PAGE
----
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Discover MUSAN

MUSAN is an underwater forest, the first of its kind in the world, aimed at transforming a barren stretch of sand into a thriving marine environment. The artworks displayed are created by the award-winning sculptor, Jason deCaires Taylor.

MUSAN has been designated by a Ministerial decree as one of the 6 Marine Protected Areas with Artificial Reefs, aiming to enhance fish stocks and safeguard the marine environment in Ayia Napa. This initiative, which includes the establishment of MUSAN as an Artificial Reef, is part of wider efforts to protect and rejuvenate marine life.

The museum’s metaphorical entrance is marked by two figurative land sculptures, Irineos and Calypso, symbolizing children dedicated to protecting the sea. The underwater entrance is approximately 200 metres from Pernera beach. Here, visitors can explore the remaining 93 artworks, situated 8-10 metres below the water’s surface in a ravine of sand nestled between natural rock formations.

The museum artworks are meticulously designed to attract marine life on a grand scale, evolving organically as they are reclaimed by the sea. Some sculptures float just beneath the surface, ensuring that the entire structure offers a multifaceted environment for marine life at all levels.

For a comprehensive exploration and to better plan your visit to MUSAN, you can find the visitors’ guide here.

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Creative Vision

The museum seeks to create a seamless link between the land and the ocean, combining two disparate wonders: one crafted by man and the other designed by nature. To develop a portal to the underwater realm that offers visitors ephemeral encounters with the natural beauty beneath the water’s surface, delivering an otherworldly experience that illustrates the connectivity of man with nature, a hybrid organic form in harmony with its surroundings.

The sculptural installations aim to enhance the story of Ayia Napa’s as a dynamic, modern, cultural resort at the forefront of conservation and eco tourism, the sculptures will explore the rich cultural and natural heritage of the region, highlighting the exceptional natural beauty found beneath the sea surface whilst giving sea life the opportunity to flourish creating an outstanding example of successful human interaction with the environment.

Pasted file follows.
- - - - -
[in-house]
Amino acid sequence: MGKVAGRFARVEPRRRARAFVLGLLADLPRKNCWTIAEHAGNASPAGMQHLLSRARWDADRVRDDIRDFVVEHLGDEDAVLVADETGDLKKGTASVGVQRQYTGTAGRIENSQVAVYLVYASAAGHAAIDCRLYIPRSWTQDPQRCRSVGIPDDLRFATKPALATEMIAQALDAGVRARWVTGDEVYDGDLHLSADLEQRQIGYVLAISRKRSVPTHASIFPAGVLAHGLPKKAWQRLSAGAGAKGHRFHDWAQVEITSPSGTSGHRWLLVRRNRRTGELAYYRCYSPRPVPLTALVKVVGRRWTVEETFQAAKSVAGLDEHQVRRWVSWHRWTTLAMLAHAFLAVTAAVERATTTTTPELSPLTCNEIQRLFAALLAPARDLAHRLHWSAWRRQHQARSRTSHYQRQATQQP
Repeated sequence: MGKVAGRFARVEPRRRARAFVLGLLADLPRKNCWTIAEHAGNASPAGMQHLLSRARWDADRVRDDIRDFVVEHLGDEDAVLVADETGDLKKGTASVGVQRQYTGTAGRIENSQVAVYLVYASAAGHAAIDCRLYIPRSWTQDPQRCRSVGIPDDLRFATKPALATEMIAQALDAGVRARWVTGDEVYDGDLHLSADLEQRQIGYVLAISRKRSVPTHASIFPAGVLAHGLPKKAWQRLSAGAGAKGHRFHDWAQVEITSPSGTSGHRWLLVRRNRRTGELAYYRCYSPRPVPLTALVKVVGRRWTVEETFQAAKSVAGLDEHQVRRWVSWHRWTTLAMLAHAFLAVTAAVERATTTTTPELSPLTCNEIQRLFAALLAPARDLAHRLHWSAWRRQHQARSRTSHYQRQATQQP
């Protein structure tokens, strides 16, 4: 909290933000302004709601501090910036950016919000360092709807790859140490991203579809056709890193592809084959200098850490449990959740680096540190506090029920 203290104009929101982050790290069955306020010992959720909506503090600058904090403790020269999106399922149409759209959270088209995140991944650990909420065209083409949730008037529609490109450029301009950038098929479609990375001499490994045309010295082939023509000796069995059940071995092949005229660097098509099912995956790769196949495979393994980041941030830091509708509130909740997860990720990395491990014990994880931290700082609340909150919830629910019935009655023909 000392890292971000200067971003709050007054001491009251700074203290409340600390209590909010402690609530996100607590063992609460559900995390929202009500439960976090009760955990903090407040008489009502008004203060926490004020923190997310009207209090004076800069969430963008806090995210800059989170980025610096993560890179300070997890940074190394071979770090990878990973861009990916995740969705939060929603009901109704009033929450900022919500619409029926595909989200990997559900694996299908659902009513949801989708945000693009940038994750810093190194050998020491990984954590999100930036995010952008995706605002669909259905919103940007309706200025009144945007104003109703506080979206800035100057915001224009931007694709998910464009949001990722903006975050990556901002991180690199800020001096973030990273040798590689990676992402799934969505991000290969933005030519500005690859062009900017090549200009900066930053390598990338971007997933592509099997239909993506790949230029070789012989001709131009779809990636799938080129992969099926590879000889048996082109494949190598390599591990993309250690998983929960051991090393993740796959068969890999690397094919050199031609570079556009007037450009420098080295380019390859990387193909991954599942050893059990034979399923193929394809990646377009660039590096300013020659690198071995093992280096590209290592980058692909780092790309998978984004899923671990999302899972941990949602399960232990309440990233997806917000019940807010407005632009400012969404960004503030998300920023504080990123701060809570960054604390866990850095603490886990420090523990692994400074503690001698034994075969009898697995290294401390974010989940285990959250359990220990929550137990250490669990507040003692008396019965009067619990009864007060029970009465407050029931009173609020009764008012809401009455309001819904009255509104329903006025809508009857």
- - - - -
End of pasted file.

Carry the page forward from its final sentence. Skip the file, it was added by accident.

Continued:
The Sculptor

Jason deCaires Taylor
MRSS (b.1974) is a sculptor, environmentalist and professional underwater photographer. Taylor graduated from the London Institute of Arts in 1998 with a BA Honours in Sculpture. Taylor became the first of a new generation of artists to shift the concepts of the Land Art movement into the realm of the marine environment. His permanent site-specific sculptural works are predominately exhibited underwater in submerged and tidal marine environments, exploring modern themes of conservation and environmental activism.

Over the past 15 years, Taylor has been one of the first to consider the underwater realm as a public art space and is best known for his numerous large-scale underwater “Museums” and “Sculpture Parks”. Taylor gained international notoriety in 2006 with the creation of the world’s first underwater sculpture park, situated off the West coast of Grenada in the West Indies. Moilinere Bay Underwater Sculpture Park is now listed as one of the Top 25 Wonders of the World by National Geographic. The park was instrumental in the government declaring the site a National Marine Protected Area. Taylor has gone on to produce 1,000+ public terrestrial and underwater sculptures worldwide, which are visited by thousands of visitors each week.

For more information check Jason’s website.

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The Department of Fisheries and Marine Research of the Ministry of Agriculture, Rural Development and the Environment demonstrated steadfast commitment by not only endorsing the project but also providing the vital financial investment that fuelled its realization. Their significant contribution served as the financial backbone, propelling the marine art endeavour forward. Under the Department of Fisheries’ strategic investment, the commissioning of renowned artist Jason deCaires Taylor became a cornerstone, infusing the project with vitality and setting it on its transformative path. The collaborative efforts of the Municipality and the Department of Fisheries, along with other key stakeholders, have made the creation of MUSAN a shining example of unity in marine conservation and cultural innovation.

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The Municipality of Ayia Napa played a pioneering role in conceiving the underwater sculpture park, envisioning a space where art and nature harmonize. Beyond the initial vision, the Municipality assumed a crucial supervisory role, overseeing the museum’s operations to ensure they align seamlessly with their commitment to cultural enrichment and ecological conservation. With a watchful eye on the underwater masterpiece, the Municipality continues to lead in fostering a unique intersection of artistry and marine life at MUSAN.

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